Once upon a time, my recollection is that it was in the early 1990s, we did a story at AutoWeek magazine about what we called cookie-cutter cars.
We, the all-knowing editorial team, were displeased that seemingly every late-model four-door sedan looked like pretty much like every other four-door sedan rolling out of assembly plants at home and abroad. Recall that, at the time, the four-door sedan was still very popular, though by 2020, in a world dominated by pickup trucks and crossovers, you’ve probably forgotten that once upon a time, the Oldsmobile Cutlass was the best-selling car in America, and later that honor went to the Toyota Camry.
Oh, there were exceptions to the cookie-cutter clutter. Well, at least a couple, such as the stunning 1995 Oldsmobile Aurora, still to some of us the last great American car design, and the 1996 Ford Taurus with its jellybean curves and a strikingly ovoid rear window. However, for the most part, four-door sedans looked so much alike that our magazine ran silhouettes of something like 15 or 20 of the most popular, foreign and domestic, and challenged readers to identify any of them.
This flight of memory is offered as background to my laughter recently at seeing “spy photos” of prototype vehicles wearing camouflage designed to hide both its overall shapes and any sort of details from the eye and from the camera.
Spy photos used to be a booming business with magazines such as ours bidding among photographers who made their livings in automotive espionage so we could be the first to publish photos of camouflaged vehicles of interest, especially the covered-up prototypes of the next generation of such sporty vehicles as Mustangs and Corvettes, Porsches and Ferraris.
What triggered my recent laughter was that, while there is still interest in such vehicles — consider the speculation before the debut of the mid-engine C8 Corvette — the vehicle spy photographs I’ve seen recently were not exotics nor even sporty cars but crossovers and SUVs, vehicles which, if you presented the most popular of them in silhouette, I doubt very many people could tell one from another.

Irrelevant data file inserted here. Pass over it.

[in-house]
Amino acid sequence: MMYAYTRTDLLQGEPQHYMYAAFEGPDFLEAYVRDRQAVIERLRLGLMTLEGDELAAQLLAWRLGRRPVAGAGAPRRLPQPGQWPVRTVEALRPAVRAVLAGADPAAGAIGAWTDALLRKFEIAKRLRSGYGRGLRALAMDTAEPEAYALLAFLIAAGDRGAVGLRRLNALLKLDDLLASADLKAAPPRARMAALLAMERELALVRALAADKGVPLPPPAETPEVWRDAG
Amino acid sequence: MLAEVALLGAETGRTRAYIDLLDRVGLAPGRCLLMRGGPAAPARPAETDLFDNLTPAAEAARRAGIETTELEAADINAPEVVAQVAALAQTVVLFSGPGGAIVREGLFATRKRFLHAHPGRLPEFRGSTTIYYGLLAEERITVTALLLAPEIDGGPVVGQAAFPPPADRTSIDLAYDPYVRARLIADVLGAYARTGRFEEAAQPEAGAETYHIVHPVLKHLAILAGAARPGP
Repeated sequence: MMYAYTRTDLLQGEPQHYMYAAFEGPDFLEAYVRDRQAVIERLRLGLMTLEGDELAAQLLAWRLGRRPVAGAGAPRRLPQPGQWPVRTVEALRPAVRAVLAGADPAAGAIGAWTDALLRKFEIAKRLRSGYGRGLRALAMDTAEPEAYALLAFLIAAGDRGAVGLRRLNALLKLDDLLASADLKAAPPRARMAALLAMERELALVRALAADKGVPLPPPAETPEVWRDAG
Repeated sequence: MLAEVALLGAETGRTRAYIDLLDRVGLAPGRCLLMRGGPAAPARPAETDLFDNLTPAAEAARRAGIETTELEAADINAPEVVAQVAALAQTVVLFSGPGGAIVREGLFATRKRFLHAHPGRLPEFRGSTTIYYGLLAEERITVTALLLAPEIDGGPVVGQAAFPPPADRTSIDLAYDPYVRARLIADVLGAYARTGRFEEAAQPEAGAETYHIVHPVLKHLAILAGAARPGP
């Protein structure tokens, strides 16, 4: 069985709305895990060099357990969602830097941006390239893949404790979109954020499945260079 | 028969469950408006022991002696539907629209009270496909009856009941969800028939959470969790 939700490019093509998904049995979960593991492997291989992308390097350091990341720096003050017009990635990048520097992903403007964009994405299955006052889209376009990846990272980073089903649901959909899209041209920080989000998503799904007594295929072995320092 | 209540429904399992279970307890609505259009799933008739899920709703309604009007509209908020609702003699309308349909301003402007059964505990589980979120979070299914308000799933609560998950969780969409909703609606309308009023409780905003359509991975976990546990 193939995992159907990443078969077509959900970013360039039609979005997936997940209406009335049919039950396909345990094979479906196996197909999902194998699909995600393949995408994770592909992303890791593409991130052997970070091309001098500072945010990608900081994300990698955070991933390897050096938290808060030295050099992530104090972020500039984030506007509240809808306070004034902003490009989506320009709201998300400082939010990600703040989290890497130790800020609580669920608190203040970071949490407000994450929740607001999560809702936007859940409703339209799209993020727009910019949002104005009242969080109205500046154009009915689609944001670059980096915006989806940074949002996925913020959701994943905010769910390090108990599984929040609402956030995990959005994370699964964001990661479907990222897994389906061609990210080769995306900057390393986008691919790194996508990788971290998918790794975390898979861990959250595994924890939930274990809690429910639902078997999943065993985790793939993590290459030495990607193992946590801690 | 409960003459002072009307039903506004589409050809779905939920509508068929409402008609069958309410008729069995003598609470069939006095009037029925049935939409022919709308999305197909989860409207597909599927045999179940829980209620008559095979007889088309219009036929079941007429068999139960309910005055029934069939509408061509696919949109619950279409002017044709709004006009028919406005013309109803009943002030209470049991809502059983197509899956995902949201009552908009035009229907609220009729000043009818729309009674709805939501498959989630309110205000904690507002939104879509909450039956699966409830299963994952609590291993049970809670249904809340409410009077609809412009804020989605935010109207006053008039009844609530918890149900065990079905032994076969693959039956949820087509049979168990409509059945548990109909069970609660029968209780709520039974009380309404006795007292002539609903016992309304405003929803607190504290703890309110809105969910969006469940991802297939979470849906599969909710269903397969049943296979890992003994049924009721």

So if they all look alike, what’s the point of hiding yours beneath camouflage while you put it through its various validation and testing drives?
The point, I think, is that the automakers want us to believe there is something special and unique about their next cookie-cutter crossover so they hide it beneath polka dots or stripes or zig-zags or other patterns hoping we’ll be excited when the cover finally comes off.
Problem is, when the cover does come off, the typical reaction is a yawn, at least by those (aka the social media influencers and a few carryover automotive writers) who were not invited to the unveiling and were wined and dined and put up in expensive hotel rooms by the automakers and who gush over the uncovered vehicle even if it looks and drives just like every other vehicle in the genre.
Ah, for those good ol’ days when testing truly was done in private, on the automakers’ test tracks, and late each September the windows of the local dealerships were covered in paper while the new-model-year cars were unloaded, and we were eager to go to see the brand-new car designs, from grilles to tail fins, to peek under the hood at the newest powerplant, and to dream of what it might be like to drive such wonderful and unique machines on the open road.
Those cars were inspirational works of art and craft, compared with today’s anonymous and semi-autonomous crossovers.